Fortunately, he did that. Heading into the first-round series against the Washington Wizards, Embiid wasn't dealing with any setbacks. Through the first three matchups against Washington, Embiid entered and exited those games healthy.
But the positive trend would come to an end when Game 4 in the first round came about. 11 minutes into the matchup, Embiid took a hard fall after attempting a difficult layup in traffic. On his way down, Embiid planted his foot on the ground, causing his knee to buckle.
At first, it seemed Embiid suffered a back injury, but when he went back to the locker room, the All-Star center was ruled out as he was dealing with knee soreness. The following morning, Embiid underwent an MRI when he returned to Philly,
While the results weren't too alarming to the team, it wasn't all positive. The good news was that Embiid's postseason wasn't in jeopardy. The bad news was that Embiid still suffered a small lateral meniscus tear.
Since receiving a diagnosis on his setback, Embiid missed one out of five games. None of which occurred in the second-round series against the Atlanta Hawks. Although Embiid was dominant against the Hawks through Philly's first three matchups in the second round, his issues caught up with him during Monday night's Game 4 battle.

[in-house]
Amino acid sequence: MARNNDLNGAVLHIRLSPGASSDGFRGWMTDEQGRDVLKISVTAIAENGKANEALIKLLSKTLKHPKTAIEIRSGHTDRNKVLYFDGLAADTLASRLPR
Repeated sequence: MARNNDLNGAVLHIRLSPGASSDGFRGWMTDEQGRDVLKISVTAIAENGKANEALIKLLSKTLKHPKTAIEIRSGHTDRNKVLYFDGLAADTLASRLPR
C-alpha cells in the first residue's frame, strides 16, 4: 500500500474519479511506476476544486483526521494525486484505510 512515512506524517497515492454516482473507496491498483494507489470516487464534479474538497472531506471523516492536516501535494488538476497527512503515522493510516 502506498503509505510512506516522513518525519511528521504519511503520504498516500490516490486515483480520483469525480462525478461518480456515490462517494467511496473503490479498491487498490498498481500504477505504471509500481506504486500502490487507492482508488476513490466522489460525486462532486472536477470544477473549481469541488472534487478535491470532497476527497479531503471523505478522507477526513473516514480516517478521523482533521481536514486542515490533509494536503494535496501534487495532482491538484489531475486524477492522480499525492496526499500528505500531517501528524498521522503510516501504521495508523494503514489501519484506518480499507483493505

In the first half, Embiid was spotted favoring his injured knee on numerous occasions. As he looked sluggish at times as well, the big man reportedly went to get his knee checked out for a moment. Although Embiid was back in action for the second half, his limitations caused him to turn in a dreadful second-half performance.
During the 17 minutes he spent on the court in the final two quarters, Embiid struggled mightily offensively as he went 0-12 from the field, collecting just four points as he got to the free-throw line twice.
After the loss, Embiid admitted his knee was bothering him throughout the matchup. While he's been able to push through the pain in the previous few games, the Sixers center made it clear that he's likely not going to reach one-hundred percent for the rest of this playoff run in terms of health.
"I've been playing well, and sometimes you just can't control [the pain]," Embiid said after the Game 4 loss. "I thought in the second half a bunch of shots went in and out, and there was a couple of calls that could've gone either way. I can do better -- I can always do better. As far as being one-hundred percent, I don't think that's gonna happen until the year is actually over. I just gotta go out and manage it."
The situation is unfortunate for Embiid and the Sixers, but it's a reality they knew they had to live with when the big man's MRI results came in a few weeks back. While Embiid can certainly play much better than he did during Monday night's second half, managing the pain in his knee will be an uphill battle moving forward.